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Filing Chapter 11 for Your Small Business

Bankruptcy Lawyer

Most people are aware of Chapter 7 and Chapter 13, the two different personal bankruptcy options. However, if you are a small business owner who is also struggling with overwhelming debt in your business, you can also file for bankruptcy protection for your business. This type of bankruptcy is called Chapter 11.

What Happens If I File Bankruptcy for My Business?

Once a company files a Chapter 11 bankruptcy petition, they gain certain key rights and responsibilities. The filing company becomes responsible for offering a reorganization plan that assigns updated legal rights to the creditors. The reorganization plan will specify how much, and when, each class of creditor is to be paid. All impacted creditors will have an opportunity to vote to accept or reject this reorganization plan. However, in some cases, the debtor company may be able to get its planned approved over the rejections of creditors. This is referred to as a cramdown.

What Are the Cramdown Requirements?

All Chapter 11 bankruptcy plans must adhere to the requirements in the U.S. Bankruptcy Code. As a general rule, reorganization plans must be approved by each class of affected creditor. However, the code includes a ‘cramdown’ provision, which provides an exception but this can only be done if the plan meets certain strict legal requirements. A cramdown can only occur if a reorganization plan:

  • Has at least one class of creditor voting in favor of it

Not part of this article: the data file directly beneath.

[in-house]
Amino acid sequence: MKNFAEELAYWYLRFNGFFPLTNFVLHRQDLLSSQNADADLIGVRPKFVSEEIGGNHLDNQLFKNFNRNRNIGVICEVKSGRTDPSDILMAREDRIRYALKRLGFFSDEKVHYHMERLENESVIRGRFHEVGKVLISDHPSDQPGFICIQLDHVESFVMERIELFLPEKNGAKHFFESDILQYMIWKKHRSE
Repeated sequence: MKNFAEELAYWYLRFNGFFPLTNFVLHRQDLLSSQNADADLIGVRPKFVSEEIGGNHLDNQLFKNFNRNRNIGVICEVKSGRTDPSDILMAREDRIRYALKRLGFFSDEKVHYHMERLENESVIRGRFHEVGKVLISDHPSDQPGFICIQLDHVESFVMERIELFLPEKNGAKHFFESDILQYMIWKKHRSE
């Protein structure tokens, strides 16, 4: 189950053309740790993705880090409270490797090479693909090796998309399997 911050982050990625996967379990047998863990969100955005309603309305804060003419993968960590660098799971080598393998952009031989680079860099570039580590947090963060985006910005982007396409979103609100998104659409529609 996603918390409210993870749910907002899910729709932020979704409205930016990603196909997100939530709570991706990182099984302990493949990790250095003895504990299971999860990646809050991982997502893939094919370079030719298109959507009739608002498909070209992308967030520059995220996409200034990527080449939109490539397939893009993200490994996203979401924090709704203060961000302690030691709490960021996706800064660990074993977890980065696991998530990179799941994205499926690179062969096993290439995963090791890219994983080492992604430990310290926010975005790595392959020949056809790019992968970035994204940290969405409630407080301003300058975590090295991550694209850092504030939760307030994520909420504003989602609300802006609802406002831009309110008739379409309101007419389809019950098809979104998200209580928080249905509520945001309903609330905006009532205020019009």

• Ensures that each objecting creditor class receives no less under the plan than they would if the company was liquidated
  • Is feasible, meaning that the likely result of the plan cannot be future liquidation or further necessary restructuring
  • Does not unfairly discriminate against any objecting creditor class

Finally, in addition to those requirements, a cramdown can only move forward if the reorganization plan treats each objecting class fairly and equitably.

How Does the Bankruptcy Court Determine What Is Fair and Equitable Treatment?

Determining whether or not treatment is ‘fair and equitable’ is complicated in any legal case. For cramdowns, there is a two-part standard for assessing a reorganization plan’s fairness and equitability. The plan must ensure that no payment can be made in excess of the claim and that it conforms to the absolute priority rule.

The absolute priority rule states that all objecting creditors cannot be forced to accept partial payments, via a cramdown, if a lower priority level of creditor or equity holder is receiving any payment at all or is allowed to maintain their current interests. As a simple example of the application of this rule: absolute priority guarantees that, when a cramdown occurs, unsecured creditors cannot get paid at all before objecting secured creditors are paid in full.

Contact a Bankruptcy Law Firm Today

If your business is facing financial difficulties, bankruptcy may be the best option for you situation. To learn more, call an experienced attorney, like a Chicago bankruptcy lawyer from a law firm like Therman Law Offices, LTD.

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